Committee:

Bhavin Mehta (Advisor)

Subjects:

Engineering, Mechanical

Keywords:

Modeling; Computer Simulation; Proton Exchange Membrane Fuel Cell

Sinnamon, Ryan R.Analysis of a Fuel Cell Combustor in a Solid Oxide Fuel Cell Hybrid Gas Turbine Power System for Aerospace Application
Master of Science in Engineering (MSEgr), Wright State University, 2014, Mechanical Engineering
Over the last few years, fuel cell technology has significantly advanced and has become a mode of clean power generation for many engineering applications. Currently the dominant application for fuel cell technology is with stationary power generation. Very little has been published for applications on mobile platforms, such as unmanned aerial vehicles. With unmanned aerial vehicles being used more frequently for national defense and reconnaissance, there is a need for a more efficiency, longer endurance power system that can support the increased electrical loads onboard. It has already been proven by others that fuel cell gas turbine hybrid systems can achieve higher system efficiencies at maximum power. The integration of a solid oxide fuel cell combustor with a gas turbine engine has the potential to significantly increase system efficiency at off-design conditions and have a higher energy density compared to traditional heat based systems. This results in abilities to support larger onboard electrical loads and longer mission durations. The majority of unmanned air vehicle mission time is spent during loiter, at part load operation. Increasing part load efficiency significantly increases mission duration and decreases operational costs. These hybrid systems can potentially have lower power degradation at higher altitudes compared to traditional heat based propulsion systems. The purpose of this research was to analyze the performance of a solid oxide fuel cell combustor hybrid gas turbine power system at design and off-design operating conditions at various altitudes. A system level MATLAB/Simulink model has been created to analyze the performance of such a system. The hybrid propulsion system was modeled as an anode-supported solid oxide fuel cell integrated with a commercially-available gas turbine engine used for remote control aircraft. The design point operation of the system was for maximum power at sea-level. A steady-state part load performance analysis was conducted for various loads ranging from 10 = L = 100 percent design load at varying altitudes ranging from 0 = Y = 20,000 feet. This analysis was conducted for four different fuel types: humidified hydrogen, propane, methane, and JP-8 jet fuel. The analysis showed that maximum system efficiency was achieved at loads of 40 = L = 60 percent design load at each altitude and fuel type. The system utilizing methane fuel, internally-steam reformed within the fuel cell, proved to have the highest system efficiency of 46.8 percent (LHV) at a part load of L = 60 percent and an altitude of Y = 20,000 feet.

Committee:

Rory Roberts, Ph.D. (Advisor); Scott Thomas, Ph.D. (Committee Member); Hong Huang, Ph.D. (Committee Member)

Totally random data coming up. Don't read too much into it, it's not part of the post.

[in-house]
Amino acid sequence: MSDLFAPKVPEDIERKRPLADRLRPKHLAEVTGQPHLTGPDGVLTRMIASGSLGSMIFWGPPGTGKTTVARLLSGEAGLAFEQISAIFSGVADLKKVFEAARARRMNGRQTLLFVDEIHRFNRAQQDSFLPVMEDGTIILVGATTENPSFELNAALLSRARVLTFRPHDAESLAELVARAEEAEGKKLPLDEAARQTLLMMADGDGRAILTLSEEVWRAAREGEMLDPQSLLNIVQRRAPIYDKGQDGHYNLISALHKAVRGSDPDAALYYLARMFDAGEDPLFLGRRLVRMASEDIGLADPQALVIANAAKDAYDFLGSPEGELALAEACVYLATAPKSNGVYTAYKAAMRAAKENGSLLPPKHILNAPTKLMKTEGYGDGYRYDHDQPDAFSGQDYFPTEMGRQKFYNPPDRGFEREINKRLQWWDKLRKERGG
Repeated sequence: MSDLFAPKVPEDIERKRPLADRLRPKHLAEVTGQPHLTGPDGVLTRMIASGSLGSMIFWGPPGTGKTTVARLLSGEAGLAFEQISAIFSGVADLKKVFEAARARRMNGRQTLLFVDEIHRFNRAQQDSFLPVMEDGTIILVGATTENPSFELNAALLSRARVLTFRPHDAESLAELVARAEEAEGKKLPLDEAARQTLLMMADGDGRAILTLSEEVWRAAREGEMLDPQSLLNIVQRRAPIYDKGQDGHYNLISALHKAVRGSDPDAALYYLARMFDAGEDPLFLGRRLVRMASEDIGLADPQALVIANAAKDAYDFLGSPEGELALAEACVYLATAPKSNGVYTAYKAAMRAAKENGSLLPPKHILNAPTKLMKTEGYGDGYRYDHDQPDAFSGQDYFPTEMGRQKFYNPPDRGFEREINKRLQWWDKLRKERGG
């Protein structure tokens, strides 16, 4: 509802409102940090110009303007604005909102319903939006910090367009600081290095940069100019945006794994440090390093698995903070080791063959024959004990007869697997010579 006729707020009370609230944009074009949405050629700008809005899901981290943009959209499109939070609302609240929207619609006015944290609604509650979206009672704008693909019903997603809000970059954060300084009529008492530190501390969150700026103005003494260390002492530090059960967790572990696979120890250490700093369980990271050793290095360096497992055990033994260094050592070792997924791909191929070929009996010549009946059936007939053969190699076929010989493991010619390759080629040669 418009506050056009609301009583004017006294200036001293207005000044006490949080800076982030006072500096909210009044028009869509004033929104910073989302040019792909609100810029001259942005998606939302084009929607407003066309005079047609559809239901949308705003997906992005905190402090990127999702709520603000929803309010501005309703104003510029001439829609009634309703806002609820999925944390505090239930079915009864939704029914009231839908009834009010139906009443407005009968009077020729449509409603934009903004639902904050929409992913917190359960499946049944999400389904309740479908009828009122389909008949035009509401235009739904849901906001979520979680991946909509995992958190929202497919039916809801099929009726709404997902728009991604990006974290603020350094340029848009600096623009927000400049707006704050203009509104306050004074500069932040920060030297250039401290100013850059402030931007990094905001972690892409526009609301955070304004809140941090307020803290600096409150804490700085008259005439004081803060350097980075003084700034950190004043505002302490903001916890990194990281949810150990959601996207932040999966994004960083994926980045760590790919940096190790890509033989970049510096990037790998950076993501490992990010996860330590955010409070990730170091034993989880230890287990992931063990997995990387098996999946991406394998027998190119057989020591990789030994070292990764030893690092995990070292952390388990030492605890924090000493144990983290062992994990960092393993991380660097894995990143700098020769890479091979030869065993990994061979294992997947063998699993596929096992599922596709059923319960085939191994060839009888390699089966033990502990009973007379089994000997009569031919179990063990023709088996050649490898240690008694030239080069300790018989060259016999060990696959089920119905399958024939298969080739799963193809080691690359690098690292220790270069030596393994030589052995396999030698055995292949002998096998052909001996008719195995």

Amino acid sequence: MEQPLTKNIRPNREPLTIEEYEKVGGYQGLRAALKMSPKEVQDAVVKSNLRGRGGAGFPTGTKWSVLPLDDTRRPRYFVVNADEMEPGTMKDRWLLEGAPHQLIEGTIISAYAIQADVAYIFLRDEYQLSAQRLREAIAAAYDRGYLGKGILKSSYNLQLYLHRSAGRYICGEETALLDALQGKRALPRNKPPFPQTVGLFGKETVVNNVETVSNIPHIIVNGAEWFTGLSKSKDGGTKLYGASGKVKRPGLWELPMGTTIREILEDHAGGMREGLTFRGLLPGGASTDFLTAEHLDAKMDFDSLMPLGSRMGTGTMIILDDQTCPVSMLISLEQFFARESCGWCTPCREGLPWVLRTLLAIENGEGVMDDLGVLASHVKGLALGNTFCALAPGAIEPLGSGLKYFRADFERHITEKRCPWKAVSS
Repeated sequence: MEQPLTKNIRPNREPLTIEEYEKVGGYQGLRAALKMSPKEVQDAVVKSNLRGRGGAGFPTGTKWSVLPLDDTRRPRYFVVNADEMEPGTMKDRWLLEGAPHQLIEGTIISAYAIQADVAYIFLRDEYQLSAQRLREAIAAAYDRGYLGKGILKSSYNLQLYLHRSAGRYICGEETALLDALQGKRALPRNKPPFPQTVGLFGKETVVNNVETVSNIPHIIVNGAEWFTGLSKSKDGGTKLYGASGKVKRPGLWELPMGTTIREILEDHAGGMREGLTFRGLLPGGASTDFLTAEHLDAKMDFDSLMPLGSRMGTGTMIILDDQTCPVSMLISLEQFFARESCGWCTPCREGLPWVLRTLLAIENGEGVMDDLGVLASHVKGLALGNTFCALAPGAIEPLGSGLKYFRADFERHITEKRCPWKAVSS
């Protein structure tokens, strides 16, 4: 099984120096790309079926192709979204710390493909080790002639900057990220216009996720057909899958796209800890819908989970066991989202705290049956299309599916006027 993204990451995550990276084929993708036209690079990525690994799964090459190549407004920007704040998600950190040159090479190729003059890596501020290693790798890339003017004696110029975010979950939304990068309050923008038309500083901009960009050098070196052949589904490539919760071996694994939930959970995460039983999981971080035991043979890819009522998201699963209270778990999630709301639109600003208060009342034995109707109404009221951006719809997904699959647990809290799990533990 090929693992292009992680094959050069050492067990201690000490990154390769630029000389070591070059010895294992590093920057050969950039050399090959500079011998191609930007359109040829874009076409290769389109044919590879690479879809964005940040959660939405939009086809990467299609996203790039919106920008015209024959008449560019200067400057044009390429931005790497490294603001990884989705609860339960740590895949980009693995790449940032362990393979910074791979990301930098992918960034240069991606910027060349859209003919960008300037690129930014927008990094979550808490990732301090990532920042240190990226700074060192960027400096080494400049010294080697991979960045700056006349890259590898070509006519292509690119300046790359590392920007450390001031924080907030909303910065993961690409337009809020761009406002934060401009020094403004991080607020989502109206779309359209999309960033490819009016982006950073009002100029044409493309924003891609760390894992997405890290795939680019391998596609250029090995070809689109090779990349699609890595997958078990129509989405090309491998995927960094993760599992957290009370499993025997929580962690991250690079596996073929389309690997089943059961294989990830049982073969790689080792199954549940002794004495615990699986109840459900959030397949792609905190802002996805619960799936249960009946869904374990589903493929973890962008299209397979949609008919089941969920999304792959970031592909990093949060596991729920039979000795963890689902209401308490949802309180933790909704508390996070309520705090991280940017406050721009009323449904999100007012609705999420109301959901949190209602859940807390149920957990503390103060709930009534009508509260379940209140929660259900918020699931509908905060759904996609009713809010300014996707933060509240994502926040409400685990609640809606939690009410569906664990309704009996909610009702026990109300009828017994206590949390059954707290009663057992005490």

Subjects:

Mechanical Engineering

Keywords:

SOFC; Fuel Cell; Aerospace; UAV; Hybrid Power System; Unmanned Aircraft;

Shreeram, Devesh DadhichElectrochemical Analysis of Genetically Engineered Bacterial Strains in a Urine-Based Microbial Fuel Cell
MS, University of Cincinnati, 2016, Engineering and Applied Science: Materials Science
Microbial fuel cells (MFCs) use bacterial metabolism to harvest the energy content of organic compounds, producing electrons and protons. In recent years, mutation of bacterial strains to increase the power output has emerged as a priority research focus in the field of MFCs. This thesis investigates wild-type Pseudomonas aeruginosa (PAO1) and two of its mutant strains pilT and pilT-bdlA in Luria broth media (LB) to determine the effect of mutation in the performance of MFCs. In addition the PAO1 and pilT strains are tested in the first urine-based MCF employing genetically engineered bacteria. Polarization and electrochemical impedance spectroscopy (EIS) were implemented to observe the performance of MFC reactors with different bacterial strains and media. The pilT mutant has reduced twitching motility and hyperpiliation, both of which enhance the formation of electrogenic biofilms. The double mutant, pilT-bdlA also has chemotaxis suppression, which should lead to more persistent biofilms because the pilT-bdlA strain does not escape the electrode surface even when the nutrient concentration is low. The increase in biofilm thickness due to pilT-bdlA mutation is also expected to increase the power output. In LB media (Chapter 3), polarization data show that the pilT produces a 4.8-fold power enhancement compared to wild-type PAO1 and a 2.3-fold power enhancement over pilT-bdlA. The pilT-bdlA MFC performance was in between pilT and/ PAO1 (pilT > pilT-bdlA > PAO1). That is, the pilT-bdlA double mutation did not display the expected power enhancement. In urine-based MFCs (Chapter 4), the pilT mutant showed a 2.7-fold increase in peak power density compared to the wild-type strain, PAO1. For both strains, the observed high internal resistance near open circuit voltage was traced to sluggish redox reactions on the anode surface and not to bacterial metabolism. The observed performance of the pilT mutant proved that mutant strains can increase the power output, opening new opportunities for urine-based mini-devices.

Committee:

Dale Schaefer, Ph.D. (Committee Chair); Daniel Hassett, Ph.D. (Committee Member); Jude Iroh, Ph.D. (Committee Member)

Subjects:

Energy

Keywords:

microbial fuel cell;MFC;Mutation;Pseudomonas;Urine;Biofilms

Yen, Shen-AnWater Management in the PEM Fuel Cell by Incorporating a Novel Siloxane Polymer in the Electrode Layer